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students are eligible to complete the NAVLE, provided their anticipated graduation date is within 10 months after the testing period. The NAVLE, overseen by the International Council for Veterinary Assessment, consists of 300 scored items relevant to an

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in Journal of the American Veterinary Medical Association
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Introduction This time of year marks a milestone for thousands of veterinary students: It’s commencement season, and our future veterinarians will be celebrating a major life achievement. The AVMA celebrates right along with our future

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in Journal of the American Veterinary Medical Association

evidence. To create meaningful strategies aimed at increasing student and practitioner interest and commitment in this area, a thorough understanding of external forces influencing recruitment of veterinary students, student career choice and job selection

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in Journal of the American Veterinary Medical Association

. Nowhere are those realities more evident than in science careers to which veterinary students might be attracted. Although discovery-based careers are diverse and intellectually rewarding, remarkably few veterinary graduates elect to pursue them. 1

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in Journal of the American Veterinary Medical Association

Educating clients and veterinary students can be both rewarding and frustrating. In the clinic, even the best and most dedicated clients may, at times, not understand or follow our instructions for the care of their animals. In the classroom, even

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in Journal of the American Veterinary Medical Association

Objective

To determine whether animal factors and level of professional veterinary medical training were associated with attitudes toward pain management in animals.

Design

Exploratory, descriptive survey.

Sample Population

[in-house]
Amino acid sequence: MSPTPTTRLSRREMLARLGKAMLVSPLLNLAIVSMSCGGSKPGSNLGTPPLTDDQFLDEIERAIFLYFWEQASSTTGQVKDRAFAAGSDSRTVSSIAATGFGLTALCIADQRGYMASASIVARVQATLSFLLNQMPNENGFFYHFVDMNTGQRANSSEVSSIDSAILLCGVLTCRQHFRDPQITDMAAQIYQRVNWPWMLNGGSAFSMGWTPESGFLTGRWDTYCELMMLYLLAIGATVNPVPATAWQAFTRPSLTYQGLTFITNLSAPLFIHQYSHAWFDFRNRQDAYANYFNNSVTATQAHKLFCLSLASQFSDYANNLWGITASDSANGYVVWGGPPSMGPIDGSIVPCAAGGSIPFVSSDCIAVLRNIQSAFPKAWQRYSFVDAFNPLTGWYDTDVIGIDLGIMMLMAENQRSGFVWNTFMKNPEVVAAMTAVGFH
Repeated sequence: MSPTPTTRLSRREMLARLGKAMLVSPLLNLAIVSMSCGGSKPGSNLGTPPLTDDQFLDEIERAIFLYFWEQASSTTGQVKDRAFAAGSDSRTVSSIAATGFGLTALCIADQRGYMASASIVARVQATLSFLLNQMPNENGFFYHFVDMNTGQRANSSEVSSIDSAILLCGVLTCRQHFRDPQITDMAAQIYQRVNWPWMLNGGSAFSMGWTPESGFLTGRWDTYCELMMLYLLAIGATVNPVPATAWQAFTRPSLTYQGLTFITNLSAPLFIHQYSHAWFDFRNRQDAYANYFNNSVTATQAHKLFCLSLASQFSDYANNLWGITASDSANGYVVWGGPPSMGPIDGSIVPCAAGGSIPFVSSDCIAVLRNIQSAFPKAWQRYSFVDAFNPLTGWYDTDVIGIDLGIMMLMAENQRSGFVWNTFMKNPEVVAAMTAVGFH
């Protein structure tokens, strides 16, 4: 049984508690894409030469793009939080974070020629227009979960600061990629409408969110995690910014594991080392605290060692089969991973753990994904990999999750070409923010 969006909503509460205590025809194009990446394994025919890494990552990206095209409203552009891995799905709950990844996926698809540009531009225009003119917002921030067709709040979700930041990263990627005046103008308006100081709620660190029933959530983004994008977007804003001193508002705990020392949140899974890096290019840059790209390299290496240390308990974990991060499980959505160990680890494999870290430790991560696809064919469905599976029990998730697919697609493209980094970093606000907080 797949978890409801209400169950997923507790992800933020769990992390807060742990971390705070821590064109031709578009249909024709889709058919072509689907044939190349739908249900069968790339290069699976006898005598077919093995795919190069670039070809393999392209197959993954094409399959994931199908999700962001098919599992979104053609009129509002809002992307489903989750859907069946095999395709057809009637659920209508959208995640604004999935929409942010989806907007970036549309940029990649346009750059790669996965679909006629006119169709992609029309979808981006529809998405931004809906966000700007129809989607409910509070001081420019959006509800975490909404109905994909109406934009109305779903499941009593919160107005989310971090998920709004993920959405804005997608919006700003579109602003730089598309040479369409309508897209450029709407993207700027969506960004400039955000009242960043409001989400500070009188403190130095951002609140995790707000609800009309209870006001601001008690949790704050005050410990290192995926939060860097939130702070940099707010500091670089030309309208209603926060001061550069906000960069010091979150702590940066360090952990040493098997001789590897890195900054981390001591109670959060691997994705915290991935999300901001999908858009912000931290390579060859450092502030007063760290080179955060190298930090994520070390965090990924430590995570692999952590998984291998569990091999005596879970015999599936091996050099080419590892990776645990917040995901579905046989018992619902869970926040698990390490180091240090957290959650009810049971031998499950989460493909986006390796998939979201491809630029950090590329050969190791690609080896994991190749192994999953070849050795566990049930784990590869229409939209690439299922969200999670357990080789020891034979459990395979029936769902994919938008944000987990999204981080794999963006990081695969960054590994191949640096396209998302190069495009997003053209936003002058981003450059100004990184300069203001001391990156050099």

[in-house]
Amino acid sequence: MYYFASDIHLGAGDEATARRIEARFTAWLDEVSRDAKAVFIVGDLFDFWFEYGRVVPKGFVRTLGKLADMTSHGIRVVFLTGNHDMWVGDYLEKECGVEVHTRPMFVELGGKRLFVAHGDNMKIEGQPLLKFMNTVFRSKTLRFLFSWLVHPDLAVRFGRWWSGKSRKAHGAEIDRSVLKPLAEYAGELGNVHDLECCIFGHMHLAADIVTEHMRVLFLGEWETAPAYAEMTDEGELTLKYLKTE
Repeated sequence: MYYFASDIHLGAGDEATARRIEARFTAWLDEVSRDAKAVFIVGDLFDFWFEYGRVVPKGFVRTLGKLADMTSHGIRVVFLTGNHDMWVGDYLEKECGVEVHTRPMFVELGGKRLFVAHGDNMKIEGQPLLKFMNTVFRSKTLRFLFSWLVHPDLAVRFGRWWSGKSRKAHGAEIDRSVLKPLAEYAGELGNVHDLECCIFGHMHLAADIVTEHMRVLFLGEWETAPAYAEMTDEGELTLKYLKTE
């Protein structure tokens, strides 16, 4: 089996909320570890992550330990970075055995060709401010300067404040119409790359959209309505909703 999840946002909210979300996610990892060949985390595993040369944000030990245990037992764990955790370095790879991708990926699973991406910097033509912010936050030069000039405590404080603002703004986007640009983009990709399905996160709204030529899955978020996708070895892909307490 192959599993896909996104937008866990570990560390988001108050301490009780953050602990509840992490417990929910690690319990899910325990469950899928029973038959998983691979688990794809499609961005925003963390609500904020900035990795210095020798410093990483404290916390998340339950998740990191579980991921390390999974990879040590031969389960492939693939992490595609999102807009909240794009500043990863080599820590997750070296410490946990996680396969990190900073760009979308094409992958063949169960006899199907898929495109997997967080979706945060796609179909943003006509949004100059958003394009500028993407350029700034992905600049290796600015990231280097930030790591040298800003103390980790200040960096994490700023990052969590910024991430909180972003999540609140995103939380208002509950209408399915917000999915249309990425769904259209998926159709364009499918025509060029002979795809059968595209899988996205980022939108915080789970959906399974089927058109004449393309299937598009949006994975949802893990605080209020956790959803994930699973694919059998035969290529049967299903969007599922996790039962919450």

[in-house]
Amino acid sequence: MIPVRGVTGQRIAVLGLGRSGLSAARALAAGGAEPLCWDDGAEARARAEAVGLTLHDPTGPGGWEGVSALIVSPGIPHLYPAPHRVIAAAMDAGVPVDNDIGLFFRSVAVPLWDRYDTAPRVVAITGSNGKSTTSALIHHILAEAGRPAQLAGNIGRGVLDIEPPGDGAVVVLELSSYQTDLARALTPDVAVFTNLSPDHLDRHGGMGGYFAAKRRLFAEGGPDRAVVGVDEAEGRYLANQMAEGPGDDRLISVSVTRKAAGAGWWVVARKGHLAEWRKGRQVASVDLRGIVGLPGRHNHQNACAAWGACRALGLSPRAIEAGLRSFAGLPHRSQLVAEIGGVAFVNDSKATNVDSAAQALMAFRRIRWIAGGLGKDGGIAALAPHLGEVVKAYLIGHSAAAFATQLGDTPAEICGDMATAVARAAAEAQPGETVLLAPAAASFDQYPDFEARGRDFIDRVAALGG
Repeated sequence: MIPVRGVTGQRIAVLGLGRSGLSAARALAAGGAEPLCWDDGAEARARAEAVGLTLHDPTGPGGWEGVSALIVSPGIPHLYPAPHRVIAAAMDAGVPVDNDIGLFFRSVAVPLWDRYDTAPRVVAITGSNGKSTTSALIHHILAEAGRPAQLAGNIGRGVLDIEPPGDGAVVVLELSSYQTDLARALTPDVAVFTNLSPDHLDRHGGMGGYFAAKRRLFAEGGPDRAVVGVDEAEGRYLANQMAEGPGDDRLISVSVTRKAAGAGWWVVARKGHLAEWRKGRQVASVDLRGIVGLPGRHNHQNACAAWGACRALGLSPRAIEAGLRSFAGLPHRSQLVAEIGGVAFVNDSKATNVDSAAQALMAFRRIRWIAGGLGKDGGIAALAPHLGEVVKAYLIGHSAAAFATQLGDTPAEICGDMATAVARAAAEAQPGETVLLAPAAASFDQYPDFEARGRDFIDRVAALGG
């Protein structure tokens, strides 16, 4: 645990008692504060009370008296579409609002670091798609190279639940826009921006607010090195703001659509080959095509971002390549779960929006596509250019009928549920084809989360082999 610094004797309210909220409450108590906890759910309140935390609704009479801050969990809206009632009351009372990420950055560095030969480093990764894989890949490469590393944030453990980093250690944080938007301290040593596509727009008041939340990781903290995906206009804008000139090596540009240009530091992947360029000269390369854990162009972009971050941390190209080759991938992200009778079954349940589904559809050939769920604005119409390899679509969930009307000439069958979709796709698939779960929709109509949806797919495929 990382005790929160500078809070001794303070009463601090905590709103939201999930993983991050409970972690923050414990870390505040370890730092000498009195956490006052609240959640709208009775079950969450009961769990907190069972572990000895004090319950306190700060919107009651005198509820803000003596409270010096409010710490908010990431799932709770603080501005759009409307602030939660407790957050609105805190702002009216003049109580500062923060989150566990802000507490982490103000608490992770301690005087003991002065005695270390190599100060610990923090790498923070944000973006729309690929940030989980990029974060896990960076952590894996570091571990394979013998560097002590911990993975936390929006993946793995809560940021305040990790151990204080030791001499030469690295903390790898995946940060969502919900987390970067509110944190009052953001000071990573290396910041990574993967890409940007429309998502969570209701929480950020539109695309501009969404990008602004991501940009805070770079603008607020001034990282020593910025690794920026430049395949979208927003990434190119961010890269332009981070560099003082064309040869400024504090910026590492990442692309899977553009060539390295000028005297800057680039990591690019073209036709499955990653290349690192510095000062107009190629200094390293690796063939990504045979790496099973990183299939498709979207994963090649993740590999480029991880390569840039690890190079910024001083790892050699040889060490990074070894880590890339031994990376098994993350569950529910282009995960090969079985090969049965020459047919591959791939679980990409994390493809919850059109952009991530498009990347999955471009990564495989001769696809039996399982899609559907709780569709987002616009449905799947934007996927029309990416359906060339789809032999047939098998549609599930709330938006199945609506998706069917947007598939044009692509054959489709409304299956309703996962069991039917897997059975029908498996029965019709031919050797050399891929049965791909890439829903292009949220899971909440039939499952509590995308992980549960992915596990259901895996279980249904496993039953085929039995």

Students in the College of Veterinary Medicine and Biomedical Sciences professional veterinary medical curriculum (approx 540) and clinical faculty (approx 50), house officers (approx 25), and support staff (approx 100) in the Colorado State University Veterinary Teaching Hospital.

Procedure

A descriptive survey including demographic, descriptive, and case-based questions was distributed to participants. Participation was voluntary and survey results were anonymous.

Results

357 of 720 surveys were completed and returned (31 by faculty, 29 by staff, 18 by house officers, and 279 by students). There was a high degree of concordance among survey participants regarding the overall importance of treating pain in animals. The extent to which pain should be alleviated and animal factors, such as breed, behavior, and clinical circumstances, accounted for much of the discordance among survey groups. Fourth-year veterinary students indicated that they were occasionally less likely to treat animals for pain than were second- or third-year veterinary students.

Clinical Implications

The diversity of opinions regarding the necessity or desirability of treating pain in animals, the apparent decrease in the likelihood of senior veterinary students to treat animals for pain under certain circumstances, and evidence of knowledge deficits regarding analgesic treatments among all groups contribute to the likelihood that pain in animals will neither be consistently recognized nor appropriately treated. (J Am Vet Med Assoc 1999;214:238–244)

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in Journal of the American Veterinary Medical Association

Abstract

Objectives—To determine perceptions of veterinary technical and professional skills among veterinary students and recent graduates.